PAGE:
By Kate Crawford
It was Paris, I was young and in love, with life and Paris if not with Alain Chausse. Or was that Chausse Alain? I never knew, until the morning I became Madame Chausse.
My friend Joan was letting me camp on the floor of the room she traded for twice-weekly English lessons to the owner’s children. It was a maid’s room on the fourteenth floor of a belle Ã©poque building. The family lived on the fifth. The elevator stopped on the ninth.
Out our window, whose sill acted as our refrigerator, we could see the slates and the tiles, the gargoyles and the angels of Paris’ roofs. They boxed in hummocks of treetops and the distant dome of a Gothic cathedral. In my memory every view of Paris that year was gorgeous. The room was not. Joan had a single army-camp bed, one table, one straight back chair, a built-in cabinet and a hand-washing sink. My air mattress, when inflated, took up the whole floor. If Joan got up, I got up. Our toilet–two foot marks, one hole–was up one flight and down the hall. We swam at an American Club when sponge baths no longer passed muster.
My raison d’Ãªtre was to learn French. I studied at the Alliance FranÃ§aise with the other beginning students from Japan, Germany, Scandinavia and Africa. On the whole, I didn’t understand them, they didn’t understand me and none of us understood Madame, our instructor. She called on me with vicious regularity, not because I was clever, but because I made her laugh. Madame thought my accent was hilarious. She explained that whenever the French want to be really funny, they speak with an American accent.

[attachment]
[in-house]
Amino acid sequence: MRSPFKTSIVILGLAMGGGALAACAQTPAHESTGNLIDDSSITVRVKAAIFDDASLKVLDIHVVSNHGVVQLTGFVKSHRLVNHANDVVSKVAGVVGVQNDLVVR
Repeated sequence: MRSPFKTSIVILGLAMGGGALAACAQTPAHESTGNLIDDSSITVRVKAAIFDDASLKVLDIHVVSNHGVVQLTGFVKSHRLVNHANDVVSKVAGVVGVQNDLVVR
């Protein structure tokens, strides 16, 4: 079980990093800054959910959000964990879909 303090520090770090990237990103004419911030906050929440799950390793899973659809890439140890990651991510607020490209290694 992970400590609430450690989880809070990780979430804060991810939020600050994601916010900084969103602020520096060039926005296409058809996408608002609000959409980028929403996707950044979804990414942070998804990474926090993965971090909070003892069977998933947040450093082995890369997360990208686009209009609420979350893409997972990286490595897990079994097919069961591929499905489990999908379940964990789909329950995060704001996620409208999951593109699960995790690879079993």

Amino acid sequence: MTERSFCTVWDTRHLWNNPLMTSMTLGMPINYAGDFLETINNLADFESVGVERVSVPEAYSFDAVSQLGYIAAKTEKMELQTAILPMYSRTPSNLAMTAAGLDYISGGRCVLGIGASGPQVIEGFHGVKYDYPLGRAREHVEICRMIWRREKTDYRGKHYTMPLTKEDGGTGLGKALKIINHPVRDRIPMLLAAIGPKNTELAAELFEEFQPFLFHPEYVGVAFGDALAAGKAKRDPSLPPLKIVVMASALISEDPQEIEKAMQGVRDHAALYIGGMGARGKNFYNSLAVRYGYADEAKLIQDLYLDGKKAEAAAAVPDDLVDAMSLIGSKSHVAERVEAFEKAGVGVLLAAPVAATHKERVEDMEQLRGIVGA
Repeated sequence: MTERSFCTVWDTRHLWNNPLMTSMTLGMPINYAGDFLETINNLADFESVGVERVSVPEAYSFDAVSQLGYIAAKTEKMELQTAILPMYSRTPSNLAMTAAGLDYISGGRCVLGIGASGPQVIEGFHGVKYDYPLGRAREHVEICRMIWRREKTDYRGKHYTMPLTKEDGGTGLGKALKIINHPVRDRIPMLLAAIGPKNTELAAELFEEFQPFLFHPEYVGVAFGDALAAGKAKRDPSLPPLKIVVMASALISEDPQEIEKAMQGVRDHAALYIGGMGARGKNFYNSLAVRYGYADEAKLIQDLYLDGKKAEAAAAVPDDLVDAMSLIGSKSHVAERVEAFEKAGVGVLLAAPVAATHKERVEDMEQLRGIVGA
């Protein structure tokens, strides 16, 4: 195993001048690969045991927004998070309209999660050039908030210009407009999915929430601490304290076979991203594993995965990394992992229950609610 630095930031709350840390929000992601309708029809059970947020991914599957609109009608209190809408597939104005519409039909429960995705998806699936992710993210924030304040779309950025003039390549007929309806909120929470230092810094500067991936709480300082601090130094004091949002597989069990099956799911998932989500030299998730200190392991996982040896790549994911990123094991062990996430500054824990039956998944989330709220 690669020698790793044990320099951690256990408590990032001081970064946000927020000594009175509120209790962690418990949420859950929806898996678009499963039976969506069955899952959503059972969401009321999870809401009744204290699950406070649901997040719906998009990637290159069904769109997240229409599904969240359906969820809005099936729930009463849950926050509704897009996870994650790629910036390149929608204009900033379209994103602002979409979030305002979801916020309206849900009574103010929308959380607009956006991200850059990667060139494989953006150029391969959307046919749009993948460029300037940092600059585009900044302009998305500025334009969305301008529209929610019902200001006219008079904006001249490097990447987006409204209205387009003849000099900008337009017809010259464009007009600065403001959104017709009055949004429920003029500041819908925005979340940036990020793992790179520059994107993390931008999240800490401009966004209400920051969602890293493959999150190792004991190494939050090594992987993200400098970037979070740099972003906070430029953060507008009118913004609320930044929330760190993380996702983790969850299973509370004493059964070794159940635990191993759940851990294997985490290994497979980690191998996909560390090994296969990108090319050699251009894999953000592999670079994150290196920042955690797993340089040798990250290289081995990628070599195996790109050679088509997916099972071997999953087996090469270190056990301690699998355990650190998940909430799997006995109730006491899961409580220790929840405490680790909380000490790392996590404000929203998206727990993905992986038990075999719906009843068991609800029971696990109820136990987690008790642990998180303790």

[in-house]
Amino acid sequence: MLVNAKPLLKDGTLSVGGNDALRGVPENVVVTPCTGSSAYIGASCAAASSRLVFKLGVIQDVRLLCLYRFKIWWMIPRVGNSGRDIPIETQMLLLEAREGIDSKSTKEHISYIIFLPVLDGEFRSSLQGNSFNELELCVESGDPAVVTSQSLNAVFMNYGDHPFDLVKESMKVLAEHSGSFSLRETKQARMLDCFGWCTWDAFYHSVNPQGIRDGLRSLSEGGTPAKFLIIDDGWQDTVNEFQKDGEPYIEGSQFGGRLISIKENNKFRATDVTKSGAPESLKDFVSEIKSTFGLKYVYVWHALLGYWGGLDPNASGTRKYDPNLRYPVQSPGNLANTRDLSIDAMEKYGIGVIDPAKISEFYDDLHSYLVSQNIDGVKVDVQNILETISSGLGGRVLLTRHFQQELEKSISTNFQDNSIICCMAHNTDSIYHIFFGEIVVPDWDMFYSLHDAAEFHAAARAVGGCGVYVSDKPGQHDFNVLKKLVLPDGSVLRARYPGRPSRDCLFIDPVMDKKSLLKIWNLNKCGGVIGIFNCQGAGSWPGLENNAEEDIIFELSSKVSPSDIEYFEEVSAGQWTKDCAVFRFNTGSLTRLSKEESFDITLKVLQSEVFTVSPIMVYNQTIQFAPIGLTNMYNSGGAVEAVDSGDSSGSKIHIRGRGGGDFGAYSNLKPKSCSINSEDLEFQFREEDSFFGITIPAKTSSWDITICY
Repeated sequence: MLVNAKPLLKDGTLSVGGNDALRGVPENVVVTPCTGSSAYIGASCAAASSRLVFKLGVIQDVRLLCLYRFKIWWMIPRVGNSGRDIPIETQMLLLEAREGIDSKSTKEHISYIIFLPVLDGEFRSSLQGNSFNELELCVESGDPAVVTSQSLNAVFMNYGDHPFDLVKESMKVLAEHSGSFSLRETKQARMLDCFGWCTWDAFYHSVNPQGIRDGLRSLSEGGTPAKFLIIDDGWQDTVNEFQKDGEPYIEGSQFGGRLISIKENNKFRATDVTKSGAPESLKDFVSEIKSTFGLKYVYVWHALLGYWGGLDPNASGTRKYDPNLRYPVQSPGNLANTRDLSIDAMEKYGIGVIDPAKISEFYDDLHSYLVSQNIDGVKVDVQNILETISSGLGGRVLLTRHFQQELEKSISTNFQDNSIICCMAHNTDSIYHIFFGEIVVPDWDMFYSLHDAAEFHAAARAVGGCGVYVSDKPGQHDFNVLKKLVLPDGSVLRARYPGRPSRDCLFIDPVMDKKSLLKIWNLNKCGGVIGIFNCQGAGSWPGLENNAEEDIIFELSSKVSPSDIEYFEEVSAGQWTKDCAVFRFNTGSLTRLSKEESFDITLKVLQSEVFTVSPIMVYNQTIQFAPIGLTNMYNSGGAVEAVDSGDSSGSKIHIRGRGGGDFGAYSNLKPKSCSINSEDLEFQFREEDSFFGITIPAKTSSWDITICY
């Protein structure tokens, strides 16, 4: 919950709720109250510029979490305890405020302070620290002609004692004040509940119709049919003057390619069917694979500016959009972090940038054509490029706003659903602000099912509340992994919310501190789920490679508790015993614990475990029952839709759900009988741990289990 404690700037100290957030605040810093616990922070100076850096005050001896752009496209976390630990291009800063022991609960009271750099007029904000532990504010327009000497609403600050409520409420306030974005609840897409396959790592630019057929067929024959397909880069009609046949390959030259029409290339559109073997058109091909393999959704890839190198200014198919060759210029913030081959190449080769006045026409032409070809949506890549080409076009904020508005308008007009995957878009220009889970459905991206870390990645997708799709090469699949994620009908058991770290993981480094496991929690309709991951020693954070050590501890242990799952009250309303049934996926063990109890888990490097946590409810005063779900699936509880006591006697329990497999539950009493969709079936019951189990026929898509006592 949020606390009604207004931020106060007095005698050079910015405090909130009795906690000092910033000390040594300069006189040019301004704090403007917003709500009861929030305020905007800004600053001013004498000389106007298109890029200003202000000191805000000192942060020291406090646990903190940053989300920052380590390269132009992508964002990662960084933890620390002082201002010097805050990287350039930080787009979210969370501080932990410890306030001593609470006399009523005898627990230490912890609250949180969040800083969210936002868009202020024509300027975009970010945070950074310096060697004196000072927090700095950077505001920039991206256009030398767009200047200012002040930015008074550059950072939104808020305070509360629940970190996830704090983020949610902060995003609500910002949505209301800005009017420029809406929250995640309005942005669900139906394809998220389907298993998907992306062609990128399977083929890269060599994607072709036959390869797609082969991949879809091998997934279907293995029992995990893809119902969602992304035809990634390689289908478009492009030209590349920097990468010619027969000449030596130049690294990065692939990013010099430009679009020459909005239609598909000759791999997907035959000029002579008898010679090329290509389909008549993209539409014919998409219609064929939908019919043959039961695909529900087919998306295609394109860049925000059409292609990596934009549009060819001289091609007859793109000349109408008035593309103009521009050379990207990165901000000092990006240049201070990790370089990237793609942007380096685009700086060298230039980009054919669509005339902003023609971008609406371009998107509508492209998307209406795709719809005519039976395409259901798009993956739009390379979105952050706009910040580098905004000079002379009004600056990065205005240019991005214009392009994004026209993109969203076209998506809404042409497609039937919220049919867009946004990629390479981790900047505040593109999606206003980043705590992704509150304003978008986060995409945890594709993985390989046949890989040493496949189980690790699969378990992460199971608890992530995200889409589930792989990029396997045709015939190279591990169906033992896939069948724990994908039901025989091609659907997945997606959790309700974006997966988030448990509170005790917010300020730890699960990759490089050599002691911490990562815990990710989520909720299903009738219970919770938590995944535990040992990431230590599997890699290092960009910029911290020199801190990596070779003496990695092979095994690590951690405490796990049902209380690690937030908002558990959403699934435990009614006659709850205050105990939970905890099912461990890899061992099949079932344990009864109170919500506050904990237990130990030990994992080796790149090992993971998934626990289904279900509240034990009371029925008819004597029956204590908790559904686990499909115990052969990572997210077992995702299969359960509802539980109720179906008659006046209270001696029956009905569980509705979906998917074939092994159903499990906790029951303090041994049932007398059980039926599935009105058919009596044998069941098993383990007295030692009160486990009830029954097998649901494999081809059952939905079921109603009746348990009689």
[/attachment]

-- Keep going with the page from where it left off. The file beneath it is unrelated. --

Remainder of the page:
My progress was not encouraging, but I could hardly blame Madame. This was–counting eighth grade, high school and college–my fourth go at beginning French. I had Le Balloon Rouge down pat, but was terminally stuck on verbs outside the immediate moment. It was a dandy way to stay in the now, but it was a formidable obstacle to setting forth intent and reflecting on the past.
The best way to learn a language, I’d heard, was to have an affair with a native speaker, one who didn’t speak English. Clearly, I was in need of a new approach and this one did have a certain sex appeal. I gave it a try.
He was, I recall, rather cute–tall, blond, soulful eyes. Perhaps not an intellectual powerhouse, but given our linguistic limitations, I had no way of knowing. I wasn’t even sure of his name. I’m sure he’d told me, but I’d forgotten. By the time I knew it was a name I needed, it was rather too late to inquire. I rummaged through the papers on his desk and found both Alain Chausse and Chausse Alain, but neither had commas.
We both liked red wine and Bob Dylan. We smooched by the Seine, loafed about cafes and partied with his friends. His English was skimpy and my French did improve–but it still had a long way to go. It became my habit to spend the occasional night at his place.
Compared to Joan’s room, Chausse/Alain’s was grand. It boasted an easy chair, a small refrigerator and was big enough for at least three air mattresses. The toilet was just down the hall. It was on the top of a nine-story building. It had only one flaw–no elevator.
On this occasion, Chausse/Alain departed before dawn for a three-day trip, leaving me to prepare myself for another arduous day of being ridiculed. Dressed only in monsieur’s undershirt, I popped out for a quick trip down the hall. I returned to find the wind had blown the door closed. Incredulous, I tried the handle, it was locked.
I pulled down the t-shirt, grateful it reached below my butt, and attempted to make a plan. I had no way to reach Chausse/Alain, even if I had known his name. Joan didn’t have a phone and, as might be expected, I could not remember her French family’s name. My only idea to avoid a long march through Paris, t-shirt clad and barefooted, was to enlist the assistance of the building’s concierge–a woman not known for her friendly ways. I descended the nine flights of stairs, tugged at monsieur’s t-shirt, and sheepishly knocked on her door. It opened a crack.